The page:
June 2022
Volume 63, Issue 7
Open Access
ARVO Annual Meeting Abstract  |   June 2022
Differential innate immune response and replication of SARS-CoV-2 in human diabetic corneal epithelial cells
Author Affiliations & Notes
  • Sneha Singh
    Ophthalmology, Visual and Anatomical Sciences (OVAS), Wayne State University School of Medicine, Detroit, Michigan, United States
  • Gustavo Garcia
    University of California Los Angeles, Los Angeles, California, United States
  • Ruchi Shah
    Cedars-Sinai Medical Center, Los Angeles, California, United States
  • Andrei A Kramerov
    Cedars-Sinai Medical Center, Los Angeles, California, United States
  • Alokkumar Jha
    Stanford University School of Medicine, Stanford, California, United States
  • Vaithilingaraja Arumugaswami
    University of California Los Angeles, Los Angeles, California, United States
  • Alexander V Ljubimov
    Cedars-Sinai Medical Center, Los Angeles, California, United States
  • Ashok Kumar
    Ophthalmology, Visual and Anatomical Sciences (OVAS), Wayne State University School of Medicine, Detroit, Michigan, United States
  • Footnotes
    Commercial Relationships   Sneha Singh None; Gustavo Garcia None; Ruchi Shah None; Andrei Kramerov None; Alokkumar Jha None; Vaithilingaraja Arumugaswami None; Alexander Ljubimov None; Ashok Kumar None
  • Footnotes
    Support  R01EY026964, R01 EY027381, R21AI135583, RO1EY032149
Investigative Ophthalmology & Visual Science June 2022, Vol.63, 1670 – A0500. doi:
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    • Get Citation

      Sneha Singh, Gustavo Garcia, Ruchi Shah, Andrei A Kramerov, Alokkumar Jha, Vaithilingaraja Arumugaswami, Alexander V Ljubimov, Ashok Kumar; Differential innate immune response and replication of SARS-CoV-2 in human diabetic corneal epithelial cells. Invest. Ophthalmol. Vis. Sci. 2022;63(7):1670 – A0500.

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      © ARVO (1962-2015); The Authors (2016-present)

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Abstract

Purpose : Diabetes predisposes an individual to severe COVID-19. Diabetic cornea is also known to have impaired wound healing, increasing the chances of infection. Earlier, we reported the ability of SARS-CoV-2 to infect conjunctival cells, and the presence of viral RNA and proteins was also detected in the corneas of COVID-19 donors. In this study, we evaluated the effect of diabetes on corneal innate immune response during SARS-CoV-2 infection and sought to determine the underlying mechanisms.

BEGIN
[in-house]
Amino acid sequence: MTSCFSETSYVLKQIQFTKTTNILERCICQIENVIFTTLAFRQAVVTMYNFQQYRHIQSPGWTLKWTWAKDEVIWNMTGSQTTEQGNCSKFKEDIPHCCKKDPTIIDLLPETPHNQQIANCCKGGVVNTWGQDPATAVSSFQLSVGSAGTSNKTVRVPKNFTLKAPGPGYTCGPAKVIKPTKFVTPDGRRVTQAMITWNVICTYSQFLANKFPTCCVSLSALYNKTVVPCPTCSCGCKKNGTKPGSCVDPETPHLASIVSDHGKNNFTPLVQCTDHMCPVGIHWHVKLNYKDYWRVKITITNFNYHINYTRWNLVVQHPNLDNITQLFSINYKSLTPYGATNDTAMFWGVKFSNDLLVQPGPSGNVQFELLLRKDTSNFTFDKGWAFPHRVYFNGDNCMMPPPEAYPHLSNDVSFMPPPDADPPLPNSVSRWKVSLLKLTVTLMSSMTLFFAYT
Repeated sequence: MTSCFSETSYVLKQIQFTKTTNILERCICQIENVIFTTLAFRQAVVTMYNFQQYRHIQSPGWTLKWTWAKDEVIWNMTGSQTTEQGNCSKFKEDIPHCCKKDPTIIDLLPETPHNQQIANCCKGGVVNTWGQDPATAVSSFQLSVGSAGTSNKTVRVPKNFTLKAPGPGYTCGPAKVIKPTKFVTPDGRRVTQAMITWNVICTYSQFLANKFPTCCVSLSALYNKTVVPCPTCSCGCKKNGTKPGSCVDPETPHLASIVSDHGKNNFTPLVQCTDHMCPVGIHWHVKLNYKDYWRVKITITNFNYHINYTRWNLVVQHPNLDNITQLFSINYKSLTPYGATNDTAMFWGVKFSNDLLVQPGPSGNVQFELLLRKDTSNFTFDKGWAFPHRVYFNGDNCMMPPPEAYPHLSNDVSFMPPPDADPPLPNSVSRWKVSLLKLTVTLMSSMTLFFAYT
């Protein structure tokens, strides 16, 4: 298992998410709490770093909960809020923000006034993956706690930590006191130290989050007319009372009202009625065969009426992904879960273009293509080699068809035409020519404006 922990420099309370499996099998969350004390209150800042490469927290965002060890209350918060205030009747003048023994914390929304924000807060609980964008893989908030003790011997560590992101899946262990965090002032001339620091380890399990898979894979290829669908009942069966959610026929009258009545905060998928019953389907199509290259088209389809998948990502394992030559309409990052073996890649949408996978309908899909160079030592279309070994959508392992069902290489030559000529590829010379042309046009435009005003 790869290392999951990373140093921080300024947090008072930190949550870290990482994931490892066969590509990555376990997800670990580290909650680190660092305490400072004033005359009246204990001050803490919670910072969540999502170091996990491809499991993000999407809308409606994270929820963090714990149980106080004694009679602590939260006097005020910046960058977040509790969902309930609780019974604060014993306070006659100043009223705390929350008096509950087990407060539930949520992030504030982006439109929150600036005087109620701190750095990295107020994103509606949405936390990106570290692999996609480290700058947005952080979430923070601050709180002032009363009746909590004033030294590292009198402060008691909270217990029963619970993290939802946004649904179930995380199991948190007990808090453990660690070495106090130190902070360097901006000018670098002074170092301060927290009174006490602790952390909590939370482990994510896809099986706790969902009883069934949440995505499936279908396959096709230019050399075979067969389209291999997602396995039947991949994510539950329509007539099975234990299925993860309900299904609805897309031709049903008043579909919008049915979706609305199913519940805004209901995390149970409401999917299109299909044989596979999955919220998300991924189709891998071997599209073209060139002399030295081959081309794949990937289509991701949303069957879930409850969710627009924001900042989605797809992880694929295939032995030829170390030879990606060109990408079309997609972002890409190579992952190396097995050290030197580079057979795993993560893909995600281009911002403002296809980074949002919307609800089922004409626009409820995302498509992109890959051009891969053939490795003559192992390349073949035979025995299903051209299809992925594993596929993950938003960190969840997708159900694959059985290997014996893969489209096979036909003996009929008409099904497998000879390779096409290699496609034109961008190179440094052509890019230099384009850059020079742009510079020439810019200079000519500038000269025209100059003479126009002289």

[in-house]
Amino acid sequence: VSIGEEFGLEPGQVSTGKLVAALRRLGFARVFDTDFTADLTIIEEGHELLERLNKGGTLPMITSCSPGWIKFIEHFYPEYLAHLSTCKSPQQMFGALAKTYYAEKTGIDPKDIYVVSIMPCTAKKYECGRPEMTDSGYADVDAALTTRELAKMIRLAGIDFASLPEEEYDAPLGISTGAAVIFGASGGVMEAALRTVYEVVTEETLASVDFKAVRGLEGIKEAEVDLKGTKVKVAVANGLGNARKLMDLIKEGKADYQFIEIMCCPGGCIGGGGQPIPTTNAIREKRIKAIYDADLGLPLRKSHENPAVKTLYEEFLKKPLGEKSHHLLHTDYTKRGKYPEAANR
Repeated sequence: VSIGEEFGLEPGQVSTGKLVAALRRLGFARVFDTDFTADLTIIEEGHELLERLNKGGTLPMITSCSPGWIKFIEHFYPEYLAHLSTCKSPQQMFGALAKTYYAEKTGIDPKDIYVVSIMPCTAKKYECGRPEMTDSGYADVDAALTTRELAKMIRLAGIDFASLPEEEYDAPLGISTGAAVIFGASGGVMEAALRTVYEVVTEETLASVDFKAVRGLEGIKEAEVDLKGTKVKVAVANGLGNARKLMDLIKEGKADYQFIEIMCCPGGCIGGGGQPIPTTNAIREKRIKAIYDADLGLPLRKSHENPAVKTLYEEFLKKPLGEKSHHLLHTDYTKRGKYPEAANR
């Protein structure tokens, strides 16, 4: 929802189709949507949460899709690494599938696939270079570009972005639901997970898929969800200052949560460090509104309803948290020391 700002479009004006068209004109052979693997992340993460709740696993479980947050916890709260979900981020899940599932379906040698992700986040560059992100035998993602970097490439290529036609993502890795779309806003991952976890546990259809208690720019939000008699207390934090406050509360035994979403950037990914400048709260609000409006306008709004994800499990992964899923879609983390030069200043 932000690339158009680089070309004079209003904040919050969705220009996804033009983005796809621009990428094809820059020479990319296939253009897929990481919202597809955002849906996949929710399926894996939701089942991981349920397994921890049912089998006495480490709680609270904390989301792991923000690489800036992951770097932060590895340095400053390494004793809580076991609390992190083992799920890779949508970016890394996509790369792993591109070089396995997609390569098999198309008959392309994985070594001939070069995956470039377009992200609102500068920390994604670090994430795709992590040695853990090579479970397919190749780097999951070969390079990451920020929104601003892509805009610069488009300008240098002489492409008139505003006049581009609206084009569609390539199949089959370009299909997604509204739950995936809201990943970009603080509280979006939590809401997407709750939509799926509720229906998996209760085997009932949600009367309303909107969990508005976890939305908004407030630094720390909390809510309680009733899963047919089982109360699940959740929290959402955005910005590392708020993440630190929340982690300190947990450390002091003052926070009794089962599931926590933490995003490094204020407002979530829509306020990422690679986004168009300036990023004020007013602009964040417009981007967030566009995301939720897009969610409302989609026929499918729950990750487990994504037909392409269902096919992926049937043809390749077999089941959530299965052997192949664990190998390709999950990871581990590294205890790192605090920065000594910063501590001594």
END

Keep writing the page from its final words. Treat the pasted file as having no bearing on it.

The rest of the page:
Methods : Human primary corneolimbal epithelial cells (HCECs) were isolated from the corneas of three diabetic and three non-diabetic donors. In vitro studies were performed by infecting HCECs with SARS-CoV-2 – USA-WA1/2020 strain at MOI 0.5. Viral replication was assessed by viral genome copy number. RNAseq analysis was performed to determine genes/pathways altered by diabetic vs non-diabetic HCECs. qPCR was used to assess the expression of innate inflammatory and antiviral genes. Western blot was performed to detect the protein expression of antiviral signaling molecules.

Results : The primary HCECs were found permissive to SARS-CoV-2 infection, as evidenced by increased viral replication which peaked at day 3 p.i. along with an induction of p-STAT1. Interestingly, HCECs from diabetic cornea had higher viral RNA on all three days post-infection. SARS-CoV-2 infected HCECs exhibited induced expression of inflammatory genes and their levels were relatively higher in diabetic cells. RNA-seq analysis revealed significant differences in diabetic vs. non-diabetic SARS-CoV-2 infected cells with alteration in genes regulating viral response, inflammation, and injury. The most affected down-regulated genes are related to lipid metabolism, ferroptosis, and oxidative stress.

Conclusions : Our study demonstrates increased SARS-CoV-2 replication and differential innate antiviral and inflammatory response in HCECs from diabetic corneas. These results indicate that diabetes is a potential risk for enhanced infectivity of SARS-CoV-2 for the ocular surface.

This abstract was presented at the 2022 ARVO Annual Meeting, held in Denver, CO, May 1-4, 2022, and virtually.

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